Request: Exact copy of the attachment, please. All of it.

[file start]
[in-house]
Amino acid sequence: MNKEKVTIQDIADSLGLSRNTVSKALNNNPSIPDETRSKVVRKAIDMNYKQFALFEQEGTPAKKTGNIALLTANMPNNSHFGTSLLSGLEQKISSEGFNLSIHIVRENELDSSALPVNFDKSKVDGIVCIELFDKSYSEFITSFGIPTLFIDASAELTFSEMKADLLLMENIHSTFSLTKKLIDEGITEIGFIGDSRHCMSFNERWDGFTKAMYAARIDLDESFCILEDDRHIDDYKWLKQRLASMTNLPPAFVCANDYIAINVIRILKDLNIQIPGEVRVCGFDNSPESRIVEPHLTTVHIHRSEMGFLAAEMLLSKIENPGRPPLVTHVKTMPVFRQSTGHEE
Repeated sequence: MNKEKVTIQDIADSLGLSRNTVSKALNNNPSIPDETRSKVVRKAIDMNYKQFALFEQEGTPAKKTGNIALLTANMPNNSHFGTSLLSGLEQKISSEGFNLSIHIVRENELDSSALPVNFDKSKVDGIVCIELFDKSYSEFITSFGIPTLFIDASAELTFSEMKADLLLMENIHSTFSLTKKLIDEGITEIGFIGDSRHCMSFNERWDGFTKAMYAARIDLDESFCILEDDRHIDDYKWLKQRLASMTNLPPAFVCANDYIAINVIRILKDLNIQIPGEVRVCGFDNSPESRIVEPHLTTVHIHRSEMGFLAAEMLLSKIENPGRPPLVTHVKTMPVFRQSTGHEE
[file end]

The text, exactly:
[in-house]
Amino acid sequence: MNKEKVTIQDIADSLGLSRNTVSKALNNNPSIPDETRSKVVRKAIDMNYKQFALFEQEGTPAKKTGNIALLTANMPNNSHFGTSLLSGLEQKISSEGFNLSIHIVRENELDSSALPVNFDKSKVDGIVCIELFDKSYSEFITSFGIPTLFIDASAELTFSEMKADLLLMENIHSTFSLTKKLIDEGITEIGFIGDSRHCMSFNERWDGFTKAMYAARIDLDESFCILEDDRHIDDYKWLKQRLASMTNLPPAFVCANDYIAINVIRILKDLNIQIPGEVRVCGFDNSPESRIVEPHLTTVHIHRSEMGFLAAEMLLSKIENPGRPPLVTHVKTMPVFRQSTGHEE
Repeated sequence: MNKEKVTIQDIADSLGLSRNTVSKALNNNPSIPDETRSKVVRKAIDMNYKQFALFEQEGTPAKKTGNIALLTANMPNNSHFGTSLLSGLEQKISSEGFNLSIHIVRENELDSSALPVNFDKSKVDGIVCIELFDKSYSEFITSFGIPTLFIDASAELTFSEMKADLLLMENIHSTFSLTKKLIDEGITEIGFIGDSRHCMSFNERWDGFTKAMYAARIDLDESFCILEDDRHIDDYKWLKQRLASMTNLPPAFVCANDYIAINVIRILKDLNIQIPGEVRVCGFDNSPESRIVEPHLTTVHIHRSEMGFLAAEMLLSKIENPGRPPLVTHVKTMPVFRQSTGHEE